The article written by Paul Cocks and published in ‘Malta Today’ on 15 May contains several inaccuracies, which need to be addressed. Let us dissect the article and provide the missing background information.

According to the article, the number of firearms registered with the Police in Malta as of 31 December 2019 stood at 129,423 pieces. This figure is composed of the following quantities. We are adding our notes to put things in perspective.

The following terms are being used to describe the various licences:

TSL-B       Target Shooter Licence B
TLS-A       Target Shooter Licence A
TSL-A(S)   Target Shooter Licence A Special
CL-B         Collector Licence B
CL-A         Collector Licence A
CL-A(S)     Collector Licence A Special
HL            Hunting Licence

Schedule III Firearms
Muzzle Loaders         3,185             No licence required

The article lists these separately as “115 black powder revolvers, 19 blunderbusses, 217 flintlock muskets, 459 flintlock pistols, 221 muskets, 1,391 muzzle-loading guns and 763 percussion cap pistols.” These should no longer be included in the list of registered firearms as they were deregulated in March 2019, when the local laws were updated to transpose the new EU Directive.

Schedule II Firearms
Pistols                         18,992             TSL-A or CL-A
Revolvers                      7,552             TSL-A or CL-A
Rifles                           17,241            TSL-A or CL-A
Tactical Shotguns           1,023             TSL-B
Shotguns                     66,000+          TSL-B or HL
Air rifles                     not listed           TSL-B or HL

These are the only firearms which may be taken to the range for target shooting, whereas shotguns and airguns listed on a Hunting Licence may be used for such a purpose.

Schedule I Firearms
Assault rifles                      42              CL-A(S)
Sub-machine guns            705              CL-A(S)
Machine guns                   565              CL-A(S)
Cannons, mortars etc         28               CL-A
Firearms disguised             11               CL-A
as other objects

These may only be kept for collection purposes under a Collector Licence A Special, provided they are of pre-1946 manufacture or else declared to be rare or historical or artistic by the Weapons Board. They may not be taken to the range for target shooting purposes, as incorrectly stated in the article.

The above figures quoted in the article add up to 115,344 firearms, a figure which is over 14,000 pieces short of the total quoted in the same article. Airguns, which were not mentioned in the article would form a considerable part of that figure.

It should also be noted that some of the above firearms would be listed under the transitional ‘Collector Licence B’, which was granted to owners who held them under the old “To Keep” licence of the Arms Ordinance, when this was repealed to make way for the New Arms Act 2005, and who did not opt to apply for any of the new licences.

Readers will be impressed by the fact that the number of registered firearms includes four ‘hand cannons’. However, they may be pleasantly surprised to learn that these would be small antique muzzle-loading guns which could go as far back as the 14th century (please refer to the illustration). They should not even be on the list. Moreover, the two ‘Rocket Launchers’ are part of a wider movie armoury used in the production of films, which should not come as a surprise considering Malta’s important role in this industry.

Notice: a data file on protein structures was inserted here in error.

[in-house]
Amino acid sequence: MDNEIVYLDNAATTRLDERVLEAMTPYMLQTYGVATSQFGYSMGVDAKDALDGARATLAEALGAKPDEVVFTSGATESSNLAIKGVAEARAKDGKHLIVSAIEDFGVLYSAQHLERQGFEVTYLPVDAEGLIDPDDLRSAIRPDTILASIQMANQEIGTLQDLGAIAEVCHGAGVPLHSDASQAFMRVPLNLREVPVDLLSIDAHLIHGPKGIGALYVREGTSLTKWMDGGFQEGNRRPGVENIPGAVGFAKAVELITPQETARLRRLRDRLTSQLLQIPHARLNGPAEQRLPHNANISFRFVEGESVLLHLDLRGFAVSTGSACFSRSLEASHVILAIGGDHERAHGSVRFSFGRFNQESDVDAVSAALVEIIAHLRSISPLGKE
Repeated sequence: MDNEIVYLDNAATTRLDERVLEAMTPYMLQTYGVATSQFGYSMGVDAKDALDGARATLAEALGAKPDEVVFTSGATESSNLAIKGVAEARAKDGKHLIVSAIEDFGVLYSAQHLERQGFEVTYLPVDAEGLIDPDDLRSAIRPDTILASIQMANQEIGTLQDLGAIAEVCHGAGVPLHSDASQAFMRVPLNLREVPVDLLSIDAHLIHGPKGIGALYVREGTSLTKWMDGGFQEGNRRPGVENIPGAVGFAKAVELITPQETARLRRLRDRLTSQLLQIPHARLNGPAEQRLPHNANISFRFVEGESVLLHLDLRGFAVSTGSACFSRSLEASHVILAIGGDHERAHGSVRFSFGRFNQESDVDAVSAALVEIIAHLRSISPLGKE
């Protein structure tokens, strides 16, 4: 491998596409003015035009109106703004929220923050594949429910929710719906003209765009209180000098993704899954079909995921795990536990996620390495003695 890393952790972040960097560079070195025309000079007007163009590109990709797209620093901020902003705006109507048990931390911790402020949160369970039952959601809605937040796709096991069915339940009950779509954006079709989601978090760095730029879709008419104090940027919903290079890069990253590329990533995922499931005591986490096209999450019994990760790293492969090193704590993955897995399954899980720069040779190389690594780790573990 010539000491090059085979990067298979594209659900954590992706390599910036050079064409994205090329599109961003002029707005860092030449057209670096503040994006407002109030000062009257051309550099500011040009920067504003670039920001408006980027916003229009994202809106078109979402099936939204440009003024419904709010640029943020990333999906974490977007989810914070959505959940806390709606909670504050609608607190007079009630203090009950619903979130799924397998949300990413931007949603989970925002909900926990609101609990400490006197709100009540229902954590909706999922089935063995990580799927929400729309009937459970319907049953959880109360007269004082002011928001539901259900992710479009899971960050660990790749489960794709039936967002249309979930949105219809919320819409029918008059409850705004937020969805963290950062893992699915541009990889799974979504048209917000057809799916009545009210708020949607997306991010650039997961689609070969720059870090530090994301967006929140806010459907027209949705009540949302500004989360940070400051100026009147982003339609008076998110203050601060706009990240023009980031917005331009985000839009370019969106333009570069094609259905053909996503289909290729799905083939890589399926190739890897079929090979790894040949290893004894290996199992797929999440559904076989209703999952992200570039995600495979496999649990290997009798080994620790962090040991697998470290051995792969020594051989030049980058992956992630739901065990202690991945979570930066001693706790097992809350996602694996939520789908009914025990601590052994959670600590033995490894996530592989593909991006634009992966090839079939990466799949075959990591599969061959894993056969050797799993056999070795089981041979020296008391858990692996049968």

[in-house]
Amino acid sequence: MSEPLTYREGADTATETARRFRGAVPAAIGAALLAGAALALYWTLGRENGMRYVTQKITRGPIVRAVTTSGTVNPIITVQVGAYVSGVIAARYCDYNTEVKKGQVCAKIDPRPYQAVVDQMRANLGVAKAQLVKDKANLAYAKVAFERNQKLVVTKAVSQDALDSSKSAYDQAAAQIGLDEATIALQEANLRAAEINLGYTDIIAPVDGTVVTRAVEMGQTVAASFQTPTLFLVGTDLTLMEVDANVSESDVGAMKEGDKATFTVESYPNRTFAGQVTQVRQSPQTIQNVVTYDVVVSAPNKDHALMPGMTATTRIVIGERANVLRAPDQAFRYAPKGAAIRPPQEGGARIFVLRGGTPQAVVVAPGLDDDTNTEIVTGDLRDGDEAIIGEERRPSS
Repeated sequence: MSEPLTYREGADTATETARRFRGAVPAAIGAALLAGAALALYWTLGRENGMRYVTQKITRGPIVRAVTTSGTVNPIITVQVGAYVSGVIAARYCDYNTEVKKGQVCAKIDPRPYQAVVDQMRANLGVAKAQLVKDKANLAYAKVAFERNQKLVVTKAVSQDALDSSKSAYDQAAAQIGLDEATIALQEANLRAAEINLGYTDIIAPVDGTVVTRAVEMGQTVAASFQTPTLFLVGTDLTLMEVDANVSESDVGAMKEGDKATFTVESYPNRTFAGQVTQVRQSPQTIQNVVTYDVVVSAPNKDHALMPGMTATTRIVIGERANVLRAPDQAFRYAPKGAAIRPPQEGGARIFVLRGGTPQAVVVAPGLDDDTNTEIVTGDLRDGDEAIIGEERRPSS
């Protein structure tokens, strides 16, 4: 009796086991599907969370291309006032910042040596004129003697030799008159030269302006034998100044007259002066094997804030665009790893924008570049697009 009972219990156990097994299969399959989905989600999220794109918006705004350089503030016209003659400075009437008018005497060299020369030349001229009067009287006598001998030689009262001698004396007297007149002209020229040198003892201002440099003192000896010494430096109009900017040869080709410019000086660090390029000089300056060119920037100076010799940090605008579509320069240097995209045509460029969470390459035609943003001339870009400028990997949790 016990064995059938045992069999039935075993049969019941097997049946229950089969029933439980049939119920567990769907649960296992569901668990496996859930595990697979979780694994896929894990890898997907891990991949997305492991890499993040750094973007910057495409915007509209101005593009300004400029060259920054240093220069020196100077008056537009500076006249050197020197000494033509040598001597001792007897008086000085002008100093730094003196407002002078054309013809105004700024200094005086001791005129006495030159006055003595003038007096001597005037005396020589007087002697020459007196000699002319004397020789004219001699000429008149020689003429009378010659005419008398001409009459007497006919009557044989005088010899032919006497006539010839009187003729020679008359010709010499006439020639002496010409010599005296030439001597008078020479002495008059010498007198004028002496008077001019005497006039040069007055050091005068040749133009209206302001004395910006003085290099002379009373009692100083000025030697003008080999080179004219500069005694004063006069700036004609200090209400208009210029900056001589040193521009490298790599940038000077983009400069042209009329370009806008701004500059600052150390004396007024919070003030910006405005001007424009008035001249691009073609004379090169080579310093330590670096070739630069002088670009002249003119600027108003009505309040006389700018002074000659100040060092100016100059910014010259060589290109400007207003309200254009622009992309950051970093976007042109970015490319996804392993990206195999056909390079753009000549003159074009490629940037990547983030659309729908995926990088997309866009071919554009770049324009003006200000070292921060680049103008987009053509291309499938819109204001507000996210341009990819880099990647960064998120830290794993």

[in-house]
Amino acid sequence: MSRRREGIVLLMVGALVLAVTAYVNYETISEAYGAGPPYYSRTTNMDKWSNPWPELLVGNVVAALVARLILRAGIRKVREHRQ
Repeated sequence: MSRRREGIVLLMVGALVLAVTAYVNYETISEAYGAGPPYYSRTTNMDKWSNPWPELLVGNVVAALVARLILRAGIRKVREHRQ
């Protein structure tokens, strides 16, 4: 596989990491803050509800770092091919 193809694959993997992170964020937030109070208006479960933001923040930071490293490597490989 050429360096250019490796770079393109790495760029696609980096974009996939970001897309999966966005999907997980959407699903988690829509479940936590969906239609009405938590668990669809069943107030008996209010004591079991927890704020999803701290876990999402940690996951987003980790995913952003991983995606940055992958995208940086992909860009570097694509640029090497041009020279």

In defence of the author, we should say that he stated the correct procedure for rigorous, three-tier controls on how one applies for a Police licence to acquire and keep firearms for target shooting and/or collection purposes. However, we must add that as of March 2019, when Malta transposed the new EU Directive into national law, higher levels of licences were introduced.

A Target Shooter Licence A permits you to keep and use at the range semi-automatic centrefire pistols and rifles with a capped magazine capacity of 20 and 10 rounds respectively. Shooters who want to participate in dynamic shooting disciplines and require larger capacity magazines require a Collector Licence A Special, which they may only apply for if they have been in possession of the regular licence for at least one year.

The Collector Licence A is only for Schedule II firearms, as detailed above. Collectors wishing to acquire and keep a Schedule I firearm must apply for the Collector Licence A Special, and an application for one may only be submitted if that person has been in possession of the regular licence for at least two years.

Malta has one of the most secure yet sensible firearms law in Europe. It is structurally robust, while at the same time it permits sports shooters to practice their sports safely. No wonder that the number of citizens taking up target shooting is on the increase, particularly among women. Moreover, collectors are permitted to fulfill their role in the conservation of historical heritage, alongside national museums.

The focus should be on the vetting procedures applied by the various clubs, to ensure that only those who are genuinely interested in this fascinating topic are inducted into the system. Likewise, dealers are required to observe the regulations carefully to assist in weeding out suspect applicants.

In conclusion, the doors of our Association are always open to journalists who wish to be informed of the correct facts and who are committed to factual reporting, rather than sensationalist drivel.


Stephen A. Petroni

Association of Maltese Arms Collectors & Shooters (1985)